Polypropylene or polyethylene tamper evident safety sleeves are preferred.
PP safety sleeves are the same polymer as the final product, and PE at the very small levels expected from safety sleeve residue has a very minimal negative impact. Therefore, these attachments that remain with the PP throughout the recycling process increase yield and have minimal negative quality impact for the reclaimer.
PETG tamper evident safety sleeves are preferred.
PETG sinks in the float sink tank where it is removed from the PP. Unlike PVC, small amounts of PETG entering the extrusion process with the PP are not catastrophic since PETG can be melt filtered.
PVC tamper evident safety seals are detrimental to recycling.
PVC sinks in the float-sink tank where the majority of it is removed from the PP. Because the float sink tank is imperfect and even a very small amount of PVC entering the extruder causes sever quality and yield problems, this material is detrimental. PVC degrades at PP extrusion temperatures and renders large amounts of the recycled PP unusable.
Non-PP attachments require testing to determine the appropriate APR recyclability category.
Testing must show that these attachments are not adhesively bonded to the package and are made from materials that sink in water so they readily separate from the package when ground and put through a float-sink separation. If adhesives are used to affix attachments, their selection should consider the adhesive criteria within this document.
Test Protocol: PP Benchmark Test
Metal, metalized, and metal-containing attachments require testing to determine the appropriate APR recyclability category.
Metal or metal-containing attachments may cause NIR sorters in MRFs to misidentify a PP container as metal and direct it to a metal stream, from which it is then discarded. Sorting equipment in the reclaiming process is designed to detect and eliminate metal from PP in order to protect cutting machinery. Large items, or items adhesively bonded to the PP, can damage the machinery and render the entire package non-recyclable. If small, not detected, or allowed to pass, metals, when used with wash friendly or no adhesive quickly sink in the float sink tank where they are removed from the PP.
Benchmark Test: Evaluation of Sorting Potential for Plastic Articles Utilizing Metal, Metalized or Metallic Printed Components
Plastic attachments with a density > 1.00 except for PVC are preferred.
These items sink in the sink-float tank where they are removed from the PP and small residual amounts do not severely affect the final product since many of them are melt filtered. PVC is detrimental as discussed elsewhere in this document.
Welded attachments require testing to determine the appropriate APR recyclability category.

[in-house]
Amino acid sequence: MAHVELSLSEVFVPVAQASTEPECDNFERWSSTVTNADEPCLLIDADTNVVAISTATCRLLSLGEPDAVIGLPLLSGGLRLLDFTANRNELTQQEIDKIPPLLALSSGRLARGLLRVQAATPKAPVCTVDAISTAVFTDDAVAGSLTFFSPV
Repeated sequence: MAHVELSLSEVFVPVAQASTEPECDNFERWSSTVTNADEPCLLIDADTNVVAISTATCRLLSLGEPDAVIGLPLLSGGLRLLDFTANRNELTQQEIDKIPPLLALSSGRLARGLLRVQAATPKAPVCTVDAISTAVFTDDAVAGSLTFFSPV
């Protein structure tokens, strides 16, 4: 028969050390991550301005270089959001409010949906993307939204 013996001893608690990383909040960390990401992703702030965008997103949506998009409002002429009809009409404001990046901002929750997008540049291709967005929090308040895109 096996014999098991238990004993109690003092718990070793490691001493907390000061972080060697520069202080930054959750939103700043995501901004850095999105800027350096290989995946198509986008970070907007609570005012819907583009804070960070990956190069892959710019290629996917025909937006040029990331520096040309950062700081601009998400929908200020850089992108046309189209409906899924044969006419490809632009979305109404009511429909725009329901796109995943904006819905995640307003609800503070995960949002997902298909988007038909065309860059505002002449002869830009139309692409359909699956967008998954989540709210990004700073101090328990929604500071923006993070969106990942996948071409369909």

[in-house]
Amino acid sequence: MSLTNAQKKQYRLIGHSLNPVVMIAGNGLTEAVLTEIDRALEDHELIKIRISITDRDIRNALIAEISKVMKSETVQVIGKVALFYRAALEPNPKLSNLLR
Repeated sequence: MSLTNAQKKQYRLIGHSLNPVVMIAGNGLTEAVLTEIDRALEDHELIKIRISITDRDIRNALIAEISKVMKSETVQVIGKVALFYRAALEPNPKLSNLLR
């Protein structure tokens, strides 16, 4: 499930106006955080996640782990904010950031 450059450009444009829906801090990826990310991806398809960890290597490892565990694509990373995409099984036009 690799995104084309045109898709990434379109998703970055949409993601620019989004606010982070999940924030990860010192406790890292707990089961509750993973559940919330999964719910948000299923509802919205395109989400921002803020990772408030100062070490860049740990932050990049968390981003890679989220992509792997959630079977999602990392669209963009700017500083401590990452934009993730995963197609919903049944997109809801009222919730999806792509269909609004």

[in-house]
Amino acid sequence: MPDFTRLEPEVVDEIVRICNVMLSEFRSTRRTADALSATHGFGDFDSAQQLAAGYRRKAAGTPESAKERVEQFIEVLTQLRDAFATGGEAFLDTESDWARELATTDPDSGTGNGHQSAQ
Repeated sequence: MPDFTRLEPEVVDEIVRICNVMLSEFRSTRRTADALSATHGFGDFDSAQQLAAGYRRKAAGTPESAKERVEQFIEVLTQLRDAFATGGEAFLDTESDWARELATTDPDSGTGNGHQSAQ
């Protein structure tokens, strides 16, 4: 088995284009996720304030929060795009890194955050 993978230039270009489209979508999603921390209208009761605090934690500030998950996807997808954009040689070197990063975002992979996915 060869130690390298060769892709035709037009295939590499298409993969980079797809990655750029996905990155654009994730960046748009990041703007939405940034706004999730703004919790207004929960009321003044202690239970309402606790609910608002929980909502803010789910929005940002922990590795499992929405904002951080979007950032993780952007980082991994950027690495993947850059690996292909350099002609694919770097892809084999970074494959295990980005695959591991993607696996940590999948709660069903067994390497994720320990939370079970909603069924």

A certain amount of a welded attachment cannot be separated from the PP in the recycling process. These attachments may cause recycled PP contamination and yield loss issues in both cases: when the ground section containing both polymers sinks and carries the PP with it, or when the ground section floats and carries an incompatible material with the PP into the extrusion process. Testing must show that the blend is of a density less than 1.0 so that it floats along with the PP in the float-sink tank, and that it is compatible with PP in the extrusion process.
Polyethylene attachments are detrimental to recycling.
Since polyethylene floats in water like polypropylene it is not separated in the reclaimers float-sink tank. When blended with PP it negatively affects stiffness and impact properties. Although very small amounts of PE, such as that contributed by labels, are regularly accepted by PP reclaimers, some attachments comprise a larger weight percentage of the package and therefore a greater negative affect.
RFID’s (radio frequency identification devices) on packages, labels or closures are detrimental to recycling.
RFID’s are printed on silver metal, which may create costly waste disposal issues. While RFID’s are small, they may effect PP recycling in the same ways as metal labels or other attachments. The use of RFID’s is discouraged as may limit PP yield, introduce potential contamination, and increase separation and waste disposal cost.
PLA attachments are preferred.
As discussed in the sections on labels and closures, PLA sinks in the float-sink tank and can be therefore removed from the PP. Unlike PVC, small amounts of PLA entering the extrusion process are not catastrophic
PVC attachments are detrimental to recycling.
PVC sinks in the float sink tank where the majority of it is removed from the PP. Because the float sink tank is imperfect and even a very small amount of PVC entering the extruder causes sever quality and yield problems, this material is detrimental. PVC degrades at PP extrusion temperatures and renders large amounts of the recycled PP unusable.